School Choice Is the Tool, Better Schools Are the Goal

Recently, Iowa became the latest state to pass a univeral school choice law that would open up enrollment for any student who wishes (or whose parents wish) to go to a different school – one that offers better education, more discipline, and more rigor.

School choice is a fine idea, as it prevents children from being locked into failing systems and schools. There are far too many schools that are routinely underperforming, and academic stagnation has allowed them to rot. Part of the problem is teachers’ unions, which have a history of endorsing the status quo and outright rejecting any attempts at change.

Change is bad for those unions because change is meant to make things better for children rather than the teachers. Teachers often get saddled with more or different work, and the education system demands that teachers, like their students, continue to learn and acquire new knowledge and skills. Sadly, in many places, teaching has become a jobs program for adults who are glorified babysitters and not academic champions.

What we’re seeing in these universal school choice states upends that by stripping the requirement that students (and, therefore, the money that schools get to educate them) be forced to go to certain schools due to geographic borders. Instead, the students and the money needed to educate them follow these students, and the schools that do well get more students and more money. The schools that aren’t doing well get fewer students and less money.

It’s not a perfect solution – money is necessary to operate those schools. But it should be up to the schools (the teachers and the administrators) to actively work to improve themselves and their students’ performances in order to earn back students and those vital resources.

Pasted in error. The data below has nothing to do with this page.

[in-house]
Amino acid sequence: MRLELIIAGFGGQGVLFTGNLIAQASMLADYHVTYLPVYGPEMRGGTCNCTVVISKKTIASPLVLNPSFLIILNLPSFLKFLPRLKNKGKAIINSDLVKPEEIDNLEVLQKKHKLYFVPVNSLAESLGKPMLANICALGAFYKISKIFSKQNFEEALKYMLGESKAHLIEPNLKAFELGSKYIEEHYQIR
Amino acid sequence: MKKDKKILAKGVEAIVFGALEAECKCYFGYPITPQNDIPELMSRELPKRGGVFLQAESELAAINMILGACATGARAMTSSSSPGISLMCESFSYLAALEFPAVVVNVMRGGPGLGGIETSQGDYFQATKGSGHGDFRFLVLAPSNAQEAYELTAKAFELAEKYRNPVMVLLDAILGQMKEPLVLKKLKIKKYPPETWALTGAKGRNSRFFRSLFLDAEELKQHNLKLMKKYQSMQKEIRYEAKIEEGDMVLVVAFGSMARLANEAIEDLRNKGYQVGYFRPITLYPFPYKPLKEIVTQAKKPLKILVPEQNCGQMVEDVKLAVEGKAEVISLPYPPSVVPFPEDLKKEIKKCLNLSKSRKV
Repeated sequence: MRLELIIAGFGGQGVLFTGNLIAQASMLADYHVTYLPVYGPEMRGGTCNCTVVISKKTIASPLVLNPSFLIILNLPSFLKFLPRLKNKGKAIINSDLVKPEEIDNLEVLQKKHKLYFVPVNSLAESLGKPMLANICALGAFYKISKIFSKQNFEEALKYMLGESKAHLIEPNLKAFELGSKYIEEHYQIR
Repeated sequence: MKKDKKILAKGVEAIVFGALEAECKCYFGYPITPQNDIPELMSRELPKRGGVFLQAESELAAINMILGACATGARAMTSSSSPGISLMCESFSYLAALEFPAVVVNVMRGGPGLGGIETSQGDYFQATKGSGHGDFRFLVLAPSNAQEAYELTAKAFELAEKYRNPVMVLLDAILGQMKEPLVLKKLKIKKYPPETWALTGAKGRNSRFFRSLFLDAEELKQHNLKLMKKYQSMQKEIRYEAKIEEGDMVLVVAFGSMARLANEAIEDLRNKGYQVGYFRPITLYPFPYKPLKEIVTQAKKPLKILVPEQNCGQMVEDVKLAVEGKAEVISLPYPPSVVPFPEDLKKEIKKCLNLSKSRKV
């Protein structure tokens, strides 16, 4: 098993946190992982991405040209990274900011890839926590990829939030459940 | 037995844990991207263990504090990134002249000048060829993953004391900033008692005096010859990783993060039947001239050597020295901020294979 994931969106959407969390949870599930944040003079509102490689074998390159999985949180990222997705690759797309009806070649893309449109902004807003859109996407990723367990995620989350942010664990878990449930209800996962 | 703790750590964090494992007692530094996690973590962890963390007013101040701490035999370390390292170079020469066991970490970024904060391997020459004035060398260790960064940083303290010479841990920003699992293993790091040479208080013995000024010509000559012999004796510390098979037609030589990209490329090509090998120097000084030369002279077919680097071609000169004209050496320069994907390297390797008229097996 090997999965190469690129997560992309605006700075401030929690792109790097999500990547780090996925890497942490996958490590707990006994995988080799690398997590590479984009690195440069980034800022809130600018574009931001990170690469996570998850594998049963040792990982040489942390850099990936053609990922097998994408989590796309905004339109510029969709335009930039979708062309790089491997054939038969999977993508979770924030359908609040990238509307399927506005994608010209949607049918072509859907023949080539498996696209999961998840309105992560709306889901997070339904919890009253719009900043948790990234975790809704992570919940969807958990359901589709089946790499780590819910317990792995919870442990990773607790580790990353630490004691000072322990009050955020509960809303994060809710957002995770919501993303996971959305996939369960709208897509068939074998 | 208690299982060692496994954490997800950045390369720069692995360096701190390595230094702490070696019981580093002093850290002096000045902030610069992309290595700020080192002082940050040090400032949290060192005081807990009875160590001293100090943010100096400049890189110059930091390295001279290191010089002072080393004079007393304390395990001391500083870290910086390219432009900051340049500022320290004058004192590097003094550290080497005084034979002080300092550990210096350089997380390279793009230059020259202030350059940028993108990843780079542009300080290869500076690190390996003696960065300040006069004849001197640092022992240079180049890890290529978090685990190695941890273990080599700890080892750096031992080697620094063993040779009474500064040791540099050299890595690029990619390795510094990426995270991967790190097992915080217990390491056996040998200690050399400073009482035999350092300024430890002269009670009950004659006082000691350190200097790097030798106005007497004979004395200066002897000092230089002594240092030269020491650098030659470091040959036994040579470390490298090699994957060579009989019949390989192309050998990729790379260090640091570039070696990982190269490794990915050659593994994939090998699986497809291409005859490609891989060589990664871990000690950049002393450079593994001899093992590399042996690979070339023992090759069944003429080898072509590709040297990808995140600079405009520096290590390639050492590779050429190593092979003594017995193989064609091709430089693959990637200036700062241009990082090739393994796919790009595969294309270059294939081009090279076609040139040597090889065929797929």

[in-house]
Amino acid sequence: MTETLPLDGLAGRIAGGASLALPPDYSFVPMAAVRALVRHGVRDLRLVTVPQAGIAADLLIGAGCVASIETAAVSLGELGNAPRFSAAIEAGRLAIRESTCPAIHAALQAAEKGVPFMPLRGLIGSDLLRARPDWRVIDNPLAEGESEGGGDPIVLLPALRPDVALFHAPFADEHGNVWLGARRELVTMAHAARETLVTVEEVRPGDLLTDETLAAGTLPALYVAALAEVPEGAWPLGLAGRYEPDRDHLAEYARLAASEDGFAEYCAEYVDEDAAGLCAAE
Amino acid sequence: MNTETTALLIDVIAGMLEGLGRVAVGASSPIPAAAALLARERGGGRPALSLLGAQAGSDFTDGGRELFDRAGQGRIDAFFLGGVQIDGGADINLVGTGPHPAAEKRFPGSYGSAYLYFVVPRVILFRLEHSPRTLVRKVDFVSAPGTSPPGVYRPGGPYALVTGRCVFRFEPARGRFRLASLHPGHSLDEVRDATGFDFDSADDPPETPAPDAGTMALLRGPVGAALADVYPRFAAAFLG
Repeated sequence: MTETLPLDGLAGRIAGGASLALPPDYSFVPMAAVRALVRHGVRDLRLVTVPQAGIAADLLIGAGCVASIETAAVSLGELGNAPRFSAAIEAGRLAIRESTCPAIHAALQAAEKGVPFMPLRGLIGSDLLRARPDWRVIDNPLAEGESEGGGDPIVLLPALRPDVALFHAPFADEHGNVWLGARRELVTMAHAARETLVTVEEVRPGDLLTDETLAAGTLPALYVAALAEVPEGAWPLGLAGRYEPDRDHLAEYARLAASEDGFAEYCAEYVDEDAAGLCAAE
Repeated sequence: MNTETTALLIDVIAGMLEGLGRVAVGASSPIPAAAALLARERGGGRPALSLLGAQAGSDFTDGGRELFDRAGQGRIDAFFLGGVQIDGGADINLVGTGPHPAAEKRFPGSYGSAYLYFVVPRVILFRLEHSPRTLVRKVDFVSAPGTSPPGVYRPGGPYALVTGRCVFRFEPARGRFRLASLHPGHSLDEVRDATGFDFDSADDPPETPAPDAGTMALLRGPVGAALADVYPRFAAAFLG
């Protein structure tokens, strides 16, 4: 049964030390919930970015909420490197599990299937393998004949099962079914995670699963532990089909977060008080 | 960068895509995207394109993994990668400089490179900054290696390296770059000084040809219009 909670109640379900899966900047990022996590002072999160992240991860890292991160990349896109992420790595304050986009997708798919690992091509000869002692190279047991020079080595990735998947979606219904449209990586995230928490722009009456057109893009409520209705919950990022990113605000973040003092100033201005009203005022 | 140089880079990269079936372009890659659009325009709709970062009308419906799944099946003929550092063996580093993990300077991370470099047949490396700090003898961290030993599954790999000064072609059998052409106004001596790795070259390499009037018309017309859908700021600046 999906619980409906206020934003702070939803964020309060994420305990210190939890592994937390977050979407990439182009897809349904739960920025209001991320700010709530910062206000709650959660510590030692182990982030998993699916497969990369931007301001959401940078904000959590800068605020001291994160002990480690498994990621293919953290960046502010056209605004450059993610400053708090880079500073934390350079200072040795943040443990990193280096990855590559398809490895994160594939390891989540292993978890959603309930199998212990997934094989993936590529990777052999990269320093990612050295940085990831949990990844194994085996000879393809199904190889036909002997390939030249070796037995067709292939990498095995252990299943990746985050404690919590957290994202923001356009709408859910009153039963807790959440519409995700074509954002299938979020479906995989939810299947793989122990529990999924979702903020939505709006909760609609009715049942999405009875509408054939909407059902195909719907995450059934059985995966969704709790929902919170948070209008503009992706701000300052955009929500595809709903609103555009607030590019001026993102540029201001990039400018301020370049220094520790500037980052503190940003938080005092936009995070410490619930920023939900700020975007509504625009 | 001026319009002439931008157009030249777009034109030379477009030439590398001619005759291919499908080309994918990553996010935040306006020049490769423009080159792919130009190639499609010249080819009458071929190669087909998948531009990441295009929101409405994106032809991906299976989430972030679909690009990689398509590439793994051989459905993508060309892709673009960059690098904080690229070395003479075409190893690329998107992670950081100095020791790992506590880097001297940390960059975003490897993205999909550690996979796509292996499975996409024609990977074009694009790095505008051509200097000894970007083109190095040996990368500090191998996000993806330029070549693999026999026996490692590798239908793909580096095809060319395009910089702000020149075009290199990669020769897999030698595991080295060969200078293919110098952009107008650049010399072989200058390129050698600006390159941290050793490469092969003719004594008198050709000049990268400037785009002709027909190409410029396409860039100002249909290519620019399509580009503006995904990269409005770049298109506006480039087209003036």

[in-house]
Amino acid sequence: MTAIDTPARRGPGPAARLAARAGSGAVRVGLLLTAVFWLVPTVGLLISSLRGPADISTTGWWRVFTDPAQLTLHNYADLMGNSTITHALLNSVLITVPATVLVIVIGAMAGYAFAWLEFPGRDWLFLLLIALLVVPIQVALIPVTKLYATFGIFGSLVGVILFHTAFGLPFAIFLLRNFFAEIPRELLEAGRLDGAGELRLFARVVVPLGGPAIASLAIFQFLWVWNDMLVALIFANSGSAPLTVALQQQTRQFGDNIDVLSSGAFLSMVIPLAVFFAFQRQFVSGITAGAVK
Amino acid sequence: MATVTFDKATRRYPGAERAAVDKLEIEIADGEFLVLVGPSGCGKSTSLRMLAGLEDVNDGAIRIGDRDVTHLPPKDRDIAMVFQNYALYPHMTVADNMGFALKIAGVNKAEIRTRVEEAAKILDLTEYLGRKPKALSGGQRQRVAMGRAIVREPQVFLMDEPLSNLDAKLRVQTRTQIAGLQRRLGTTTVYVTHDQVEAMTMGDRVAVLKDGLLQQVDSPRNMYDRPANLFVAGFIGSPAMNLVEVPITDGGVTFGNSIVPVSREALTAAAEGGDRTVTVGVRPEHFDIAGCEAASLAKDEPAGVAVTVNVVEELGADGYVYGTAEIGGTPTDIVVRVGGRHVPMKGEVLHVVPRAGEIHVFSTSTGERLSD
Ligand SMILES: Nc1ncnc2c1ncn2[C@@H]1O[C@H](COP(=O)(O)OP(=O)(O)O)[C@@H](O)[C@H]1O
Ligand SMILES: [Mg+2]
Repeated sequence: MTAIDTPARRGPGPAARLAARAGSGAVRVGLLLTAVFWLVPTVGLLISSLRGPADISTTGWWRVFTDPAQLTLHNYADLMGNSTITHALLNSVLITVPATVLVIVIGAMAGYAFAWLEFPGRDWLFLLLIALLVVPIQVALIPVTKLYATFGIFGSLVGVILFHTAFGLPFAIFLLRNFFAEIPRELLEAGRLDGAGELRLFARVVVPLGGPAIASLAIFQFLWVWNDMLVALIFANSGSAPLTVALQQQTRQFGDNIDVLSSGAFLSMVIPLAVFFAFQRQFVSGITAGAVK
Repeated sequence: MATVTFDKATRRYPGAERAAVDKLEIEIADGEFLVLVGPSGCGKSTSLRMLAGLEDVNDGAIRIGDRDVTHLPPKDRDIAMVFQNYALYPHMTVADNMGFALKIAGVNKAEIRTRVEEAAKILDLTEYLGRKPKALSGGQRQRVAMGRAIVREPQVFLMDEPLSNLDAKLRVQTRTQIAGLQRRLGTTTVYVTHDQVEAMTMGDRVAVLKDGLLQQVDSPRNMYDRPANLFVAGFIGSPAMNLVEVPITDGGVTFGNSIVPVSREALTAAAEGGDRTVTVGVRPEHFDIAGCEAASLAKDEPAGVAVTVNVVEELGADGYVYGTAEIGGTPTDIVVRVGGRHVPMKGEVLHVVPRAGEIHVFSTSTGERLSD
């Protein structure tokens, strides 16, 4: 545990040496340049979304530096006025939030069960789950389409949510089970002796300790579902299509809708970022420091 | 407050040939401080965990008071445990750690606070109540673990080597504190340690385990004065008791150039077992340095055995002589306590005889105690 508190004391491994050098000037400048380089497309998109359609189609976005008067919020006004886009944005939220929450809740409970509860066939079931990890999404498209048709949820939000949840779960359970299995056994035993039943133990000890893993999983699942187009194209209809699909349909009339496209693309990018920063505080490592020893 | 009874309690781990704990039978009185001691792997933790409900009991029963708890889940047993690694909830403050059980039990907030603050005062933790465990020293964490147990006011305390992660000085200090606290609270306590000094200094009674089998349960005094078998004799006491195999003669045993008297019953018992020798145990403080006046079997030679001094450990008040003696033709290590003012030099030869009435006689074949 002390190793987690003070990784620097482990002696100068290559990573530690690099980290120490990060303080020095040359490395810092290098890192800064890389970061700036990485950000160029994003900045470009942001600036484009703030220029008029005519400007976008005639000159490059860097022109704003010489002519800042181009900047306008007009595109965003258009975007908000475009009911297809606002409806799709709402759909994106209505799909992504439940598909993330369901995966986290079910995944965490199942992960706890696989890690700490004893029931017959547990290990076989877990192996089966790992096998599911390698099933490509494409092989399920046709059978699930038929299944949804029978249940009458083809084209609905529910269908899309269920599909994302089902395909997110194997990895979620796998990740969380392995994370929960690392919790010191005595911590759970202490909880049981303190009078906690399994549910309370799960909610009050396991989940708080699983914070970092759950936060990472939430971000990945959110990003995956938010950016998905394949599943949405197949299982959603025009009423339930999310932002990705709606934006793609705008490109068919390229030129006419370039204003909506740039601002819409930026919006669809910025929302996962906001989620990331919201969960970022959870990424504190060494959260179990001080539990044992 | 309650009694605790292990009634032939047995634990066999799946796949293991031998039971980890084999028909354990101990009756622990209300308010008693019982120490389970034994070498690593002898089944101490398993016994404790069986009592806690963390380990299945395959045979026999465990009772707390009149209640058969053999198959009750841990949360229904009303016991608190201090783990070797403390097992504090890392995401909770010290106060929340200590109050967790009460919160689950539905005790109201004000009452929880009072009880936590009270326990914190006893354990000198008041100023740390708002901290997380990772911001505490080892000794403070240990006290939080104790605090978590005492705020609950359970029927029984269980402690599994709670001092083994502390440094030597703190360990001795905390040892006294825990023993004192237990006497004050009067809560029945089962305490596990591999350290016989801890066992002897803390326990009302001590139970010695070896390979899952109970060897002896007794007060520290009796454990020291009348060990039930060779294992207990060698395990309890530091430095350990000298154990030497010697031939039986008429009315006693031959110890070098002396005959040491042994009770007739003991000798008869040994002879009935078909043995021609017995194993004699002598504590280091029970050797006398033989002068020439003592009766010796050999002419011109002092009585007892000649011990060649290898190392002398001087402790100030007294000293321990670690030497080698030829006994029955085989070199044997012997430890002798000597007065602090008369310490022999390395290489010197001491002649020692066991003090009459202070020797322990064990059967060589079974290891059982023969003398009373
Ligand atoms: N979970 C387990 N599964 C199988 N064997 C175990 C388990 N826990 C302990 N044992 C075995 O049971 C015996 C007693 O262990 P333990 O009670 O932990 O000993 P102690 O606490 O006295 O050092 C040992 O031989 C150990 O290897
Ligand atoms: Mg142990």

But there is a problem with how the conservative movement has responded to the call for school choice and other education reforms. In recent years, the fight has become solely about escaping public education. Rather than being the tools to improve the education system, leaving the education system in ruins has become the goal. This won’t fix any problems, and will instead overburden the better-performing schools, causing their academic success to plummet, and it will overburden private and parochial institutions, which do not have the space and resources to accommodate students leaving public education en masse.

You must realize that you simply can’t turn off public education overnight, and in fact, many families do not have the resources, even under voucher programs, to send their kids to private institutions instead of public ones. What’s more, the public schools that remain, while abandoned, won’t just close down. They’ll still be there, with taxpayer money still operating them at a basic level. Not every student will transfer out, and those schools will continue to rot.

The absolute greatest sin in public education is stagnation, which is exactly what unions endorse when they oppose any and all reform efforts. Schools are not even going backward in this country – they’re staying absolutely still and the world is passing them by. We should be demanding better from our education system, and even while a great many of you believe (perhaps rightfully) that public education itself is a sham, our children need to be educated and we do not have enough private institutions to do the job. Public education is, in that case, a necessary evil (should you believe it is evil).

When we fight for school choice in any form (getting rid of school zones entirely or switching to voucher systems), we are fighting to force the schools that students are fleeing to get better. Our children deserve the best schools, and it’s a shame that we can’t always give it to them. But we have to keep fighting not just for our personal kids, but for all children who are stuck in a stagnant, rotting system. And that change is going to have to come from the inside – we may just have to do more to force it.


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